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Mol Cell Biol. Oct 2007; 27(20): 7273–7283.
Published online Aug 20, 2007. doi:  10.1128/MCB.00025-07
PMCID: PMC2168905

Vaccinia-Related Kinase 2 Modulates the Stress Response to Hypoxia Mediated by TAK1[down-pointing small open triangle]

Abstract

Hypoxia represents a major stress that requires an immediate cellular response in which different signaling pathways participate. Hypoxia induces an increase in the activity of TAK1, an atypical mitogen-activated protein kinase kinase kinase (MAPKKK), which responds to oxidative stress by triggering cascades leading to the activation of c-Jun N-terminal kinase (JNK). JNK activation by hypoxia requires assembly with the JIP1 scaffold protein, which might also interact with other intracellular proteins that are less well known but that might modulate MAPK signaling. We report that TAK1 is able to form a stable complex with JIP1 and thus regulate the activation of JNK, which in turn determines the cellular stress response to hypoxia. This activation of TAK1-JIP1-JNK is suppressed by vaccinia-related kinase 2 (VRK2). VRK2A is able to interact with TAK1 by its C-terminal region, forming stable complexes. The kinase activity of VRK2 is not necessary for this interaction or the downregulation of AP1-dependent transcription. Furthermore, reduction of the endogenous VRK2 level with short hairpin RNA can increase the response induced by hypoxia, suggesting that the intracellular levels of VRK2 can determine the magnitude of this stress response.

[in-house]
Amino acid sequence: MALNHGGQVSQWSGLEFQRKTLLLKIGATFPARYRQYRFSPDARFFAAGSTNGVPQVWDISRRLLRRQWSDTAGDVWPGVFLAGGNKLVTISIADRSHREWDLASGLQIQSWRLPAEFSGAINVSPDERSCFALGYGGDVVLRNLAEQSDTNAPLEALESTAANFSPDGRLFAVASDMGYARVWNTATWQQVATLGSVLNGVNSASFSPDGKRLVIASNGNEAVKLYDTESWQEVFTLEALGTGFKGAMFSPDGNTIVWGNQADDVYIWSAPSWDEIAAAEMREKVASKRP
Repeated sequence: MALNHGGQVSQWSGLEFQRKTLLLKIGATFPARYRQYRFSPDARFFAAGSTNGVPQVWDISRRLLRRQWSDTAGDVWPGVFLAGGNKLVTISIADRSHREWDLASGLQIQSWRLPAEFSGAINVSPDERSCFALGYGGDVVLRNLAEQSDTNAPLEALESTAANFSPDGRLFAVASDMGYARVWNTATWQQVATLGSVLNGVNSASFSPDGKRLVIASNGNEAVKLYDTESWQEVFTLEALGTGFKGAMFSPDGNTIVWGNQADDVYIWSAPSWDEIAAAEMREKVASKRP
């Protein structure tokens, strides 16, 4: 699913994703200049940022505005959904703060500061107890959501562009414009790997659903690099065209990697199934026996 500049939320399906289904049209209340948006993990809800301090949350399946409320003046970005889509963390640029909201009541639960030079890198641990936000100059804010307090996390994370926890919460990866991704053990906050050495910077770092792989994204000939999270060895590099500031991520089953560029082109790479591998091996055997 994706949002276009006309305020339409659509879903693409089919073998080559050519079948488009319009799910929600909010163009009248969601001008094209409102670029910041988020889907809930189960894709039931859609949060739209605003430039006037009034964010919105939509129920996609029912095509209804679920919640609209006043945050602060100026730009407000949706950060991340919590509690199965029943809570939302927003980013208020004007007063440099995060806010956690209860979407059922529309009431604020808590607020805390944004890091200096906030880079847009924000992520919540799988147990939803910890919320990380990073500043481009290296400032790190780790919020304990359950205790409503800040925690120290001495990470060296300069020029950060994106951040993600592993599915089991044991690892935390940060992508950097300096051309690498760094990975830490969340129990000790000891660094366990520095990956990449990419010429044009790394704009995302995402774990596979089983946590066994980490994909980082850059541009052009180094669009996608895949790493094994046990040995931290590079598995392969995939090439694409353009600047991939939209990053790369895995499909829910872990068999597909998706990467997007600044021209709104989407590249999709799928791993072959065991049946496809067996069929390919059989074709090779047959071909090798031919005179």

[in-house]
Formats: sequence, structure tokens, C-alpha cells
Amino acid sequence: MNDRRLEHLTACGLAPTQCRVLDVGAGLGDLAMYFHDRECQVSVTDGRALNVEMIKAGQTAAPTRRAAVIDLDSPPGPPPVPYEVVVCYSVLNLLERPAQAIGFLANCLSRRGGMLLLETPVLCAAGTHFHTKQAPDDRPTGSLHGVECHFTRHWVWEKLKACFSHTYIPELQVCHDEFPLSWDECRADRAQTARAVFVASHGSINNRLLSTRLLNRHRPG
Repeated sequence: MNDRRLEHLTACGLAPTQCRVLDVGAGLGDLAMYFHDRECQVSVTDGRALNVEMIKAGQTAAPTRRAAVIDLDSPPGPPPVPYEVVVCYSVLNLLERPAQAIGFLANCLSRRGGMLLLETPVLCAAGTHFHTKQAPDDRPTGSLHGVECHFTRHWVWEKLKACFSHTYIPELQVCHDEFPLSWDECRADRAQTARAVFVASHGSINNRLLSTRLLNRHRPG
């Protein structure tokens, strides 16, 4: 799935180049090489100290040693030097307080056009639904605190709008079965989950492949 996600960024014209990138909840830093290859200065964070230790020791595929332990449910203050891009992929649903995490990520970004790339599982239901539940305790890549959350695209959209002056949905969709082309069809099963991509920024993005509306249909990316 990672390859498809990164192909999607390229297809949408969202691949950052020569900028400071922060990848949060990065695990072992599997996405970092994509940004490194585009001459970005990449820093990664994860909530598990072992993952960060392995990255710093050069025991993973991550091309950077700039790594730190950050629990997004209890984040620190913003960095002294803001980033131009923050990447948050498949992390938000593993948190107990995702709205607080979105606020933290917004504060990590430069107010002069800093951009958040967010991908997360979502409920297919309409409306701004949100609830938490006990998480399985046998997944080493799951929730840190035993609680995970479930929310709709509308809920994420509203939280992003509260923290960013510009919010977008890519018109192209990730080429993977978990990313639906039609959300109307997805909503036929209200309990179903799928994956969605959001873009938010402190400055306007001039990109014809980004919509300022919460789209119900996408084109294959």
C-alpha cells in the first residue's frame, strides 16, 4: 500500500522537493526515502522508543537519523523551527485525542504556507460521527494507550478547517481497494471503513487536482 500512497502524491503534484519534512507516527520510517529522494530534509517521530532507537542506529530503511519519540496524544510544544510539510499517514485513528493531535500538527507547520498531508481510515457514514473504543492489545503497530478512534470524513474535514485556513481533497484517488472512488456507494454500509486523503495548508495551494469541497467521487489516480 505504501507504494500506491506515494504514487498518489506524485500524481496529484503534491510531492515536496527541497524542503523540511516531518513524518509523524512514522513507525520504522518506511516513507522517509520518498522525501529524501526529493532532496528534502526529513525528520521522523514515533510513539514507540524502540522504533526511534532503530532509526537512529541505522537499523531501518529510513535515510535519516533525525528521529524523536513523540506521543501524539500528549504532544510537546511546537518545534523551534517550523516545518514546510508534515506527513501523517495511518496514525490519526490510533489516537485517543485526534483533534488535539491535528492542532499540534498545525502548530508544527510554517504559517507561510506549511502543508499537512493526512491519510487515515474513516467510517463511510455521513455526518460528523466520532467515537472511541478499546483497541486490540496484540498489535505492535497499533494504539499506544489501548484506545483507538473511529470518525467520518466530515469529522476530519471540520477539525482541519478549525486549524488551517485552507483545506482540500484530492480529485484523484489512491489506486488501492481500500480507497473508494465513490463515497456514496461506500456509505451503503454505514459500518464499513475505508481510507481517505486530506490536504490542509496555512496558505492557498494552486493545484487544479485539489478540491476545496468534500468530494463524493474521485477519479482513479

Hypoxia represents one of the most severe stresses to which cells must adjust, triggering a response whose magnitude is likely to be modulated depending on the protein interacting with the main response pathway. The cellular response to hypoxia is mediated by at least two routes: the first route involves the Hif pathway, which activates the transcription of genes coding for proteins that try to improve oxygenation of the tissue (38, 41). Alternatively, there is also a stress response that might contribute to either survival or apoptosis of the hypoxic cell, depending on the magnitude and duration of oxygen deprivation. This latter response is mediated by the mitogen-associated protein kinases (MAPKs), an effect that might be inhibited in order to promote cell survival (24). Very little is known regarding the implication of MAPK routes in response to hypoxia and how this response might be regulated.